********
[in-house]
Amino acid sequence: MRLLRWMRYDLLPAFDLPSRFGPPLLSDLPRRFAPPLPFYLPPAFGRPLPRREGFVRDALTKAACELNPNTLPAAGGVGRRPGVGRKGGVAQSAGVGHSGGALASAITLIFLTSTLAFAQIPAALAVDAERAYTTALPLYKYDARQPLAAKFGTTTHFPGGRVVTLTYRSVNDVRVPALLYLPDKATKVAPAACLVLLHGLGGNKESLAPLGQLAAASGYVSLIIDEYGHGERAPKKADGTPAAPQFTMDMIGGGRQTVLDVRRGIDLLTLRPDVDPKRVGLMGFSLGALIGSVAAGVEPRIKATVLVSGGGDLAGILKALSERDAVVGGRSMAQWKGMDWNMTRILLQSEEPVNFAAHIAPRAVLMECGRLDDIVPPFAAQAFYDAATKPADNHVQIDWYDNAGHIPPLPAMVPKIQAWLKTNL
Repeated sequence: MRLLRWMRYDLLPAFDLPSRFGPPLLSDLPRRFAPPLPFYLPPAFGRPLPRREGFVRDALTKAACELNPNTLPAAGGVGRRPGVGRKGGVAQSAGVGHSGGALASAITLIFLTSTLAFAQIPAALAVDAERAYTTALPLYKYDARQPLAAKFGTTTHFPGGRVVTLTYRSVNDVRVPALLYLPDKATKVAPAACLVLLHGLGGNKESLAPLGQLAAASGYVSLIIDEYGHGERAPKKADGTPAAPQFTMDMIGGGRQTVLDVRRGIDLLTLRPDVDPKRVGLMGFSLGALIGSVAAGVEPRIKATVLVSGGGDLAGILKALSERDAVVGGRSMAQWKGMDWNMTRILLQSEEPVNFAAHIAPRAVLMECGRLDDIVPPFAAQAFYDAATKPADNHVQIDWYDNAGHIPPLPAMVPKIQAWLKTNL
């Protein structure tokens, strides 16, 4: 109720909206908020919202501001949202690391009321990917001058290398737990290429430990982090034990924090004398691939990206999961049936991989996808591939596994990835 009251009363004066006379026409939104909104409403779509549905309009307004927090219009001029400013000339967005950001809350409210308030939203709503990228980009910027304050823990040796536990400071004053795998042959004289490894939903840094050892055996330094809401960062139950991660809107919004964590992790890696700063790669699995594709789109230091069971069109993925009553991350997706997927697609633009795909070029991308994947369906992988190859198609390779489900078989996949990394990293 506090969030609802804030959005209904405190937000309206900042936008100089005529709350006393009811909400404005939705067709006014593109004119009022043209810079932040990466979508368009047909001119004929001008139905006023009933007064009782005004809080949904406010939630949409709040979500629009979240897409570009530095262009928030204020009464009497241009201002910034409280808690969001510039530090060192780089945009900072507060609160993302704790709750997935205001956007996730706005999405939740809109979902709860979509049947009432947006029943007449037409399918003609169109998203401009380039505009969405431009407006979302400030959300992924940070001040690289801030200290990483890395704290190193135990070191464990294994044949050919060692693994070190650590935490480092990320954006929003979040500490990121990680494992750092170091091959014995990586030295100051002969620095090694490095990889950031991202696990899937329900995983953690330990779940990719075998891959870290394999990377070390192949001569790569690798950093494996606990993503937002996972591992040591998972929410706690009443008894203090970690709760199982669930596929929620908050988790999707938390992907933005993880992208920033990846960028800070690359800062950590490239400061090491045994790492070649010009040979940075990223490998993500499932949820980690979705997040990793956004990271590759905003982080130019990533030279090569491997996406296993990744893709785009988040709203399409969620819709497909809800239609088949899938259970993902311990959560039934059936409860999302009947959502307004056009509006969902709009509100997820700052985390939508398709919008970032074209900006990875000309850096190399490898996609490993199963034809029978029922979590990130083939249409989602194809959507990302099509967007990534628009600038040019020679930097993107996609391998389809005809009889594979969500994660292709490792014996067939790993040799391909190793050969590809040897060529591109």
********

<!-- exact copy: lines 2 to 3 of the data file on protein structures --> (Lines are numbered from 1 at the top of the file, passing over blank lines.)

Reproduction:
Amino acid sequence: MRLLRWMRYDLLPAFDLPSRFGPPLLSDLPRRFAPPLPFYLPPAFGRPLPRREGFVRDALTKAACELNPNTLPAAGGVGRRPGVGRKGGVAQSAGVGHSGGALASAITLIFLTSTLAFAQIPAALAVDAERAYTTALPLYKYDARQPLAAKFGTTTHFPGGRVVTLTYRSVNDVRVPALLYLPDKATKVAPAACLVLLHGLGGNKESLAPLGQLAAASGYVSLIIDEYGHGERAPKKADGTPAAPQFTMDMIGGGRQTVLDVRRGIDLLTLRPDVDPKRVGLMGFSLGALIGSVAAGVEPRIKATVLVSGGGDLAGILKALSERDAVVGGRSMAQWKGMDWNMTRILLQSEEPVNFAAHIAPRAVLMECGRLDDIVPPFAAQAFYDAATKPADNHVQIDWYDNAGHIPPLPAMVPKIQAWLKTNL
Repeated sequence: MRLLRWMRYDLLPAFDLPSRFGPPLLSDLPRRFAPPLPFYLPPAFGRPLPRREGFVRDALTKAACELNPNTLPAAGGVGRRPGVGRKGGVAQSAGVGHSGGALASAITLIFLTSTLAFAQIPAALAVDAERAYTTALPLYKYDARQPLAAKFGTTTHFPGGRVVTLTYRSVNDVRVPALLYLPDKATKVAPAACLVLLHGLGGNKESLAPLGQLAAASGYVSLIIDEYGHGERAPKKADGTPAAPQFTMDMIGGGRQTVLDVRRGIDLLTLRPDVDPKRVGLMGFSLGALIGSVAAGVEPRIKATVLVSGGGDLAGILKALSERDAVVGGRSMAQWKGMDWNMTRILLQSEEPVNFAAHIAPRAVLMECGRLDDIVPPFAAQAFYDAATKPADNHVQIDWYDNAGHIPPLPAMVPKIQAWLKTNL